Doug Cavill
    Gabriola Island, BC
    Doug - you won't have to modify the extension panel.

    A friend and I were at Russ Thompson's shop this morning for firing up his rebuilt engine. Russ knew about the centershift grommet and said the earlier models squish the cable between the firewall and top flange of the extension panel. He puts a layer of foam tape on the firewall and another on the extension panel flange and the cable is clamped in between.

    screenshot.1612.jpg

    screenshot.1613.jpg
    Steve Gerow
    Altadena, CA, USA
    Maker of most complete Big Healey rear disc kit
    Check out my galleries:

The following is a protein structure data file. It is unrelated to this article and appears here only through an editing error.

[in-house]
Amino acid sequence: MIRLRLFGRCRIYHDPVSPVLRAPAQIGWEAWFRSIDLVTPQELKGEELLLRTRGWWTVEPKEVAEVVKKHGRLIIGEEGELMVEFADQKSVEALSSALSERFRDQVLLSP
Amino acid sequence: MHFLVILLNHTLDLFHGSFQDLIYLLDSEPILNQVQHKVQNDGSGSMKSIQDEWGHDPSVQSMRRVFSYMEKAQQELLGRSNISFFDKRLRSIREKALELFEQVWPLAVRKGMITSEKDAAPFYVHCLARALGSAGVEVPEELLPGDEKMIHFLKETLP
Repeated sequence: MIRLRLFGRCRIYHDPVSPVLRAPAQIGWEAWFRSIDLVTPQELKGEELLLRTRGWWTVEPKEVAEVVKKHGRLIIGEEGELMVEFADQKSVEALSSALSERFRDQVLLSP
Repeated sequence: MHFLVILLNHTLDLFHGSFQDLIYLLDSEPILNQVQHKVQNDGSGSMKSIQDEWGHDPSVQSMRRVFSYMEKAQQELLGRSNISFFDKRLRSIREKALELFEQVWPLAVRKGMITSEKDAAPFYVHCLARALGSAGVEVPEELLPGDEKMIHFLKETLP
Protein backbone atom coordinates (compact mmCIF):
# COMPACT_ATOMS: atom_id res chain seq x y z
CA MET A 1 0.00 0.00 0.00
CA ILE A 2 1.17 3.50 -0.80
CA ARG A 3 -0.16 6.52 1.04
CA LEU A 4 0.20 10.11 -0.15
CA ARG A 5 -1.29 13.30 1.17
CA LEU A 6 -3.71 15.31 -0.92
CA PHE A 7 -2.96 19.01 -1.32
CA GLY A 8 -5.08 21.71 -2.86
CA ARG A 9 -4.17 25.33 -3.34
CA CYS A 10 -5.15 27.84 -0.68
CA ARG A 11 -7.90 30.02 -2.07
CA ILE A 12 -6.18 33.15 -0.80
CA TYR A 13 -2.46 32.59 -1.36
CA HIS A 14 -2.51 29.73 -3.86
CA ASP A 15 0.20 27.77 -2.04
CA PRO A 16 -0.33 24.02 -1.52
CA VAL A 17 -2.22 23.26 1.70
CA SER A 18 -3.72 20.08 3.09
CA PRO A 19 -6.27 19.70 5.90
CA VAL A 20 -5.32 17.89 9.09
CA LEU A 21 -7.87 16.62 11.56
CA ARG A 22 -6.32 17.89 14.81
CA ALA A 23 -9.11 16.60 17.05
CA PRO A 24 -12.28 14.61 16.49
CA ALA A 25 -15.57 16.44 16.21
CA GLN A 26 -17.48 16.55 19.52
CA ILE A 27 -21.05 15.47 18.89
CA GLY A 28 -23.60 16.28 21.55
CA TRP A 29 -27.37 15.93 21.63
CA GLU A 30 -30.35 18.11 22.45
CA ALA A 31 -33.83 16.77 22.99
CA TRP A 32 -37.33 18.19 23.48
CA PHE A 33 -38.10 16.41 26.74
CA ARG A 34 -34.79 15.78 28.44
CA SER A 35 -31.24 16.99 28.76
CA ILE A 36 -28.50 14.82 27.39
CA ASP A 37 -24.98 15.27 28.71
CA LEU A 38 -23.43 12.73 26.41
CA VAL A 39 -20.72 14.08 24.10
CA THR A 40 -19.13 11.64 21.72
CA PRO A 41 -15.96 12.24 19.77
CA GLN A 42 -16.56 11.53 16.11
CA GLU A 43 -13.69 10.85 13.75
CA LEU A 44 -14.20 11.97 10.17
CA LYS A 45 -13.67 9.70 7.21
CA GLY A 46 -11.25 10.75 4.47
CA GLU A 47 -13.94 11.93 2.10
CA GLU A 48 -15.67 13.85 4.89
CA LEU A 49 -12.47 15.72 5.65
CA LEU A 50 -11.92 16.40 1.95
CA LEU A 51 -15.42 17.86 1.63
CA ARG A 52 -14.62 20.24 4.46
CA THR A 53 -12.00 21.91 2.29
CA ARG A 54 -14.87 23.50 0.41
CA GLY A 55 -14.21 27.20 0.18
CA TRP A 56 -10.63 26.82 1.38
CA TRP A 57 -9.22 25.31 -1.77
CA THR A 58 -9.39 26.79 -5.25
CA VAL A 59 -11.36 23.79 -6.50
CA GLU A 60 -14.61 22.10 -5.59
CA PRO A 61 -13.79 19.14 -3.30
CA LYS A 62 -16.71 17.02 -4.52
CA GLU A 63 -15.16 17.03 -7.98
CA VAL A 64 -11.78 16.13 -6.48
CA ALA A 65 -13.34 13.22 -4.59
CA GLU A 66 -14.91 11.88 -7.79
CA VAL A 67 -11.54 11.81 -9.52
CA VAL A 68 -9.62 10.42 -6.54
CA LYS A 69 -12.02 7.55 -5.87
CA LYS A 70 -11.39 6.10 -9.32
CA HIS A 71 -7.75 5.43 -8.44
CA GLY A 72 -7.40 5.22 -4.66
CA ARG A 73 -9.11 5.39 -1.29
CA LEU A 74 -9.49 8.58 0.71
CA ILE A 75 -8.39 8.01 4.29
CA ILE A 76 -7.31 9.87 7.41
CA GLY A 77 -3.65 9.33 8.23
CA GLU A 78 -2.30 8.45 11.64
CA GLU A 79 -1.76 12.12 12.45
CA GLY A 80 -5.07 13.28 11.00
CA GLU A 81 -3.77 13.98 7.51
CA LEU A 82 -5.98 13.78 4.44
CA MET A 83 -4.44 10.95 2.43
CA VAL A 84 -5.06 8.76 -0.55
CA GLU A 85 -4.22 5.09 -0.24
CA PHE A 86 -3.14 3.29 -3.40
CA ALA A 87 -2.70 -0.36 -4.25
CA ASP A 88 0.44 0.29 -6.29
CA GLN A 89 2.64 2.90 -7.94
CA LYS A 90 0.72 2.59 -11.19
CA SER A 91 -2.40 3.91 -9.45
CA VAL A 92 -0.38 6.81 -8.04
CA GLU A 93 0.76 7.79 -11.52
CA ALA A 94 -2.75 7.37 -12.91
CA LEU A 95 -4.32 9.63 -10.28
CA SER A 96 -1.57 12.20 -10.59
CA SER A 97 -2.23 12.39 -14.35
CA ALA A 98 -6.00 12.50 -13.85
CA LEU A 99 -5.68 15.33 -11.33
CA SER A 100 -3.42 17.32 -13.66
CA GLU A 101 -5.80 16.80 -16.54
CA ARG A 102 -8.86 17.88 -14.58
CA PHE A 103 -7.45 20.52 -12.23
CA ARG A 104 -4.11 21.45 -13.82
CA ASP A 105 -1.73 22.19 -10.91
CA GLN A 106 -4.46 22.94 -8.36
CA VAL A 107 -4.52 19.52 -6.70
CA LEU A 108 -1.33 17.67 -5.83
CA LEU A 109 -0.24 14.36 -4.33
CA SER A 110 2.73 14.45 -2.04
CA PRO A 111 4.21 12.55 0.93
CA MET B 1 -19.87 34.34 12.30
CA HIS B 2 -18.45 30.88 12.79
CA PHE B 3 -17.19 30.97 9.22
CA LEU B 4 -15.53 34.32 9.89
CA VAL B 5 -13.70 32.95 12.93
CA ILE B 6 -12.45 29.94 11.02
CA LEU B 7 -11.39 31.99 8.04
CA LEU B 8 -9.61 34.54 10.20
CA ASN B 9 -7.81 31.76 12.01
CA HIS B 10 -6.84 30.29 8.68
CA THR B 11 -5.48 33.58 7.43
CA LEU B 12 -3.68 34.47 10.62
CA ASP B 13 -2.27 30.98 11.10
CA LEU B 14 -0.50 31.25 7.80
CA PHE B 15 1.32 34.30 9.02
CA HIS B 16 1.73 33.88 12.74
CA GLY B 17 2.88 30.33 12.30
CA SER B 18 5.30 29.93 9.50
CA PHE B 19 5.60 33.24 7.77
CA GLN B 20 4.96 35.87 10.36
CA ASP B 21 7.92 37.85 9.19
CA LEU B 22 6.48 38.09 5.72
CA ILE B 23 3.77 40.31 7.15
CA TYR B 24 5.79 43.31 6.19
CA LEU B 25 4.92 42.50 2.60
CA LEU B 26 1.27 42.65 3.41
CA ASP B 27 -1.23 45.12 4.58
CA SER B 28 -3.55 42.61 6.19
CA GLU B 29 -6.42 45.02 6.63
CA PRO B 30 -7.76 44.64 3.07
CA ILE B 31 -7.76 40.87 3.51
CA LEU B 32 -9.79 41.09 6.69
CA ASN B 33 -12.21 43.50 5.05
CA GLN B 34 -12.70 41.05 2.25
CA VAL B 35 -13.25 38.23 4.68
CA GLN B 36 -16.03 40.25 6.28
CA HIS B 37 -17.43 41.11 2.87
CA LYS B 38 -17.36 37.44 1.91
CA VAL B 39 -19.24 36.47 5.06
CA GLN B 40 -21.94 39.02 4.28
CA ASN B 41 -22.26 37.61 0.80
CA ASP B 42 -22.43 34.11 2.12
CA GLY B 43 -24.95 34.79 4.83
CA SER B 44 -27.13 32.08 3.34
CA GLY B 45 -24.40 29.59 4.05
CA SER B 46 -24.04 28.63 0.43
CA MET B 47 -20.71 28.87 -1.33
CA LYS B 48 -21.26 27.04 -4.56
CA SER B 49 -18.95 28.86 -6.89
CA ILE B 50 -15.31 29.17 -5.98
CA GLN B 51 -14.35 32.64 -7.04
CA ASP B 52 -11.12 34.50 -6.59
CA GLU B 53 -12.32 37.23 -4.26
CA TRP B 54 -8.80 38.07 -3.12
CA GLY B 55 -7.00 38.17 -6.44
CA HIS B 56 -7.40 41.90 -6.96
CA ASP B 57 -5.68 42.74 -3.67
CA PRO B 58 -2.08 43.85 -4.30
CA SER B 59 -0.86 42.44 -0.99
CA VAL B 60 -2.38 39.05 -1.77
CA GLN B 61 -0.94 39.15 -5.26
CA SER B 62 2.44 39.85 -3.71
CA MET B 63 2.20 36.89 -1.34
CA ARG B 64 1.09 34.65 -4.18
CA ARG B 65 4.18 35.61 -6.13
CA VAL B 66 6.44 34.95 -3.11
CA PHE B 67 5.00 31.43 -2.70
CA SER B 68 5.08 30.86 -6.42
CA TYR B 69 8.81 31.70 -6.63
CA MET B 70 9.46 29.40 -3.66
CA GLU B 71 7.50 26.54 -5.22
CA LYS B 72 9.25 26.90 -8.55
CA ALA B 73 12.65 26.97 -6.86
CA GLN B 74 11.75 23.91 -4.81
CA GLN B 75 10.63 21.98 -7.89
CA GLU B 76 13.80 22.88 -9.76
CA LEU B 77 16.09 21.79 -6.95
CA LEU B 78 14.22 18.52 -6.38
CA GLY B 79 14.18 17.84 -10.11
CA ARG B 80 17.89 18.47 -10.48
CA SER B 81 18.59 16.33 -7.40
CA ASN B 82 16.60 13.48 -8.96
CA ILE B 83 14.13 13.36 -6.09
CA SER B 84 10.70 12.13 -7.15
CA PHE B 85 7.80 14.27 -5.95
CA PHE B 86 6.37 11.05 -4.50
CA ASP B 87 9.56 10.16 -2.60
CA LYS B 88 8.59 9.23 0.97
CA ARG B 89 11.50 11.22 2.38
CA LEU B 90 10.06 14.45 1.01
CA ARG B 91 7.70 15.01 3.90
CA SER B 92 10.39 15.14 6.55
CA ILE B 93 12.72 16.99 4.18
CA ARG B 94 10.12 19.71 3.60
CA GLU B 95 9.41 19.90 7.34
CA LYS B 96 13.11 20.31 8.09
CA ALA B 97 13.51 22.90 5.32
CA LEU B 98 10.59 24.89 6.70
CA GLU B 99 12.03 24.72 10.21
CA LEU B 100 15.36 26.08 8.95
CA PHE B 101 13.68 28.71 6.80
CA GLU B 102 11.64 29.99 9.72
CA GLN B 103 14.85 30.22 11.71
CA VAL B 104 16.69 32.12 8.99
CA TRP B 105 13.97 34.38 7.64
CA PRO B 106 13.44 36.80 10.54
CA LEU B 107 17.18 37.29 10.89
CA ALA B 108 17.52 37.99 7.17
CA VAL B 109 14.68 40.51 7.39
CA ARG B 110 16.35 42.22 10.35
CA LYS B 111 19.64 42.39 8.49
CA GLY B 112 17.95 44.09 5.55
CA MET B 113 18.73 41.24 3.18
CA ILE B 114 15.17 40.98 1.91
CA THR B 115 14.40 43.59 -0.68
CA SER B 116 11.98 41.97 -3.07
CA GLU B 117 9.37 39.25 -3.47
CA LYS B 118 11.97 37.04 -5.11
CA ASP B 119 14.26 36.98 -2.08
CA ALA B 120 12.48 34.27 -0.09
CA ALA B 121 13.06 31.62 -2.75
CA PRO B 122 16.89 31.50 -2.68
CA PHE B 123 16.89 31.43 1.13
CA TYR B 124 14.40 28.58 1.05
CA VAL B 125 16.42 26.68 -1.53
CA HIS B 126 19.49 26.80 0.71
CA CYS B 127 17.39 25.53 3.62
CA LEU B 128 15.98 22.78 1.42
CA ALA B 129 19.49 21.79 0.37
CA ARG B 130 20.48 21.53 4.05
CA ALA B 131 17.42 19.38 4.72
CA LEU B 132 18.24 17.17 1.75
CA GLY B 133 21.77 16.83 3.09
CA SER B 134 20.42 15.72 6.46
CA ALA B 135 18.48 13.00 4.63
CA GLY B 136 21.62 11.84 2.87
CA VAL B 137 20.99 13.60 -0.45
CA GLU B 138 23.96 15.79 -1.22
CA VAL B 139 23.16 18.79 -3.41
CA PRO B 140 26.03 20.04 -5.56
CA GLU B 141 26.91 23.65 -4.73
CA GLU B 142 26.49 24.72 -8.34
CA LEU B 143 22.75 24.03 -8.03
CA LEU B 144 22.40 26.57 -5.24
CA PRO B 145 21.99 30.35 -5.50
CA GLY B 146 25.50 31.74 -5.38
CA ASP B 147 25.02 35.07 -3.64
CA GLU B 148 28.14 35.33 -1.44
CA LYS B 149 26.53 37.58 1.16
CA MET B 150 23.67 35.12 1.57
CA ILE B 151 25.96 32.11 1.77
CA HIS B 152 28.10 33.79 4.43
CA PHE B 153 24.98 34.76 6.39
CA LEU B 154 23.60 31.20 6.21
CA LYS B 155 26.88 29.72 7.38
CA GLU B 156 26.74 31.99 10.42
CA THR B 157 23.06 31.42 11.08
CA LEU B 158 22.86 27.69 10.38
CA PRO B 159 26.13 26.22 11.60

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    Re: Speedometer Cable Routing

    The picture in Steve's post is exactly how I did mine (also an early BT7). It seems to work fine.
    Keith
    Keith
    '59 Bugeye (recently restored)
    '62 BT7 (recently restored)
    '65 Sprite (restored 30 yrs ago)

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    Re: Speedometer Cable Routing

    A soft squish with some seal tape, too easy. Thanks again everyone for taking the time to reply,

    Doug